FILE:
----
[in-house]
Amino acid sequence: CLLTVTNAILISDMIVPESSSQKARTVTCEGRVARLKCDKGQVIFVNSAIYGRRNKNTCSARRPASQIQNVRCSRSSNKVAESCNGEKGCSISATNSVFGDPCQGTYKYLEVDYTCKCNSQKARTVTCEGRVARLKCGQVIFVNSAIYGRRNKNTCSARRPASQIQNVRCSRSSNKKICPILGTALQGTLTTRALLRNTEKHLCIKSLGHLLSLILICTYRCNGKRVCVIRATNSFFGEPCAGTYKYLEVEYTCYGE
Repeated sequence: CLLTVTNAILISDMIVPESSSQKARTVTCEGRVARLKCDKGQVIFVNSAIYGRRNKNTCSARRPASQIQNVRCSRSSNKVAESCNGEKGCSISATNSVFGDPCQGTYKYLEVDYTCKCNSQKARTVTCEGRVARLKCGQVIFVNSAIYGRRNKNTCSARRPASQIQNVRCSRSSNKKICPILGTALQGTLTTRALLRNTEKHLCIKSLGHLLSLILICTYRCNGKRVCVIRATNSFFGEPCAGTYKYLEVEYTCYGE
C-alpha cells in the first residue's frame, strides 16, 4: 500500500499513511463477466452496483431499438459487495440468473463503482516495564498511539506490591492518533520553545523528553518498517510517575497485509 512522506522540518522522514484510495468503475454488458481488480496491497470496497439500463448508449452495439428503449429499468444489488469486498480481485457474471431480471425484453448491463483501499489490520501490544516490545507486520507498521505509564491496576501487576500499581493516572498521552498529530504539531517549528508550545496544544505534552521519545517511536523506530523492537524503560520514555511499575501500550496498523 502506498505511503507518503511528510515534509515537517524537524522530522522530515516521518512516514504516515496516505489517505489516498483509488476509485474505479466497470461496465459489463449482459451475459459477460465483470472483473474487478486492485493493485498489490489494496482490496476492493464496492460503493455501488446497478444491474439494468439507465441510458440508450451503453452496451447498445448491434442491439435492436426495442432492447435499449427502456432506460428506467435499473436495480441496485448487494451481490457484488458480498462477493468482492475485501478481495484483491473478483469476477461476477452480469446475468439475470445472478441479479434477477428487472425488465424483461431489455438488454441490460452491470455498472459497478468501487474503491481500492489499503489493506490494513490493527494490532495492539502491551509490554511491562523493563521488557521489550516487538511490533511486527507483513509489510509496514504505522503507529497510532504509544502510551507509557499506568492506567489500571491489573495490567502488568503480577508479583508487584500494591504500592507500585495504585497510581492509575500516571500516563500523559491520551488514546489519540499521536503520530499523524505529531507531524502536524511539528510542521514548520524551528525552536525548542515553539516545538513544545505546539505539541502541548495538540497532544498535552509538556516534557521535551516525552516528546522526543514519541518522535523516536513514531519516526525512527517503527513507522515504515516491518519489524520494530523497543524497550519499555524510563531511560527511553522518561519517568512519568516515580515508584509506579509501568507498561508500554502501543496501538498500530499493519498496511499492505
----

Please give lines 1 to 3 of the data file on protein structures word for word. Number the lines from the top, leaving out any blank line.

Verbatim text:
[in-house]
Amino acid sequence: CLLTVTNAILISDMIVPESSSQKARTVTCEGRVARLKCDKGQVIFVNSAIYGRRNKNTCSARRPASQIQNVRCSRSSNKVAESCNGEKGCSISATNSVFGDPCQGTYKYLEVDYTCKCNSQKARTVTCEGRVARLKCGQVIFVNSAIYGRRNKNTCSARRPASQIQNVRCSRSSNKKICPILGTALQGTLTTRALLRNTEKHLCIKSLGHLLSLILICTYRCNGKRVCVIRATNSFFGEPCAGTYKYLEVEYTCYGE
Repeated sequence: CLLTVTNAILISDMIVPESSSQKARTVTCEGRVARLKCDKGQVIFVNSAIYGRRNKNTCSARRPASQIQNVRCSRSSNKVAESCNGEKGCSISATNSVFGDPCQGTYKYLEVDYTCKCNSQKARTVTCEGRVARLKCGQVIFVNSAIYGRRNKNTCSARRPASQIQNVRCSRSSNKKICPILGTALQGTLTTRALLRNTEKHLCIKSLGHLLSLILICTYRCNGKRVCVIRATNSFFGEPCAGTYKYLEVEYTCYGE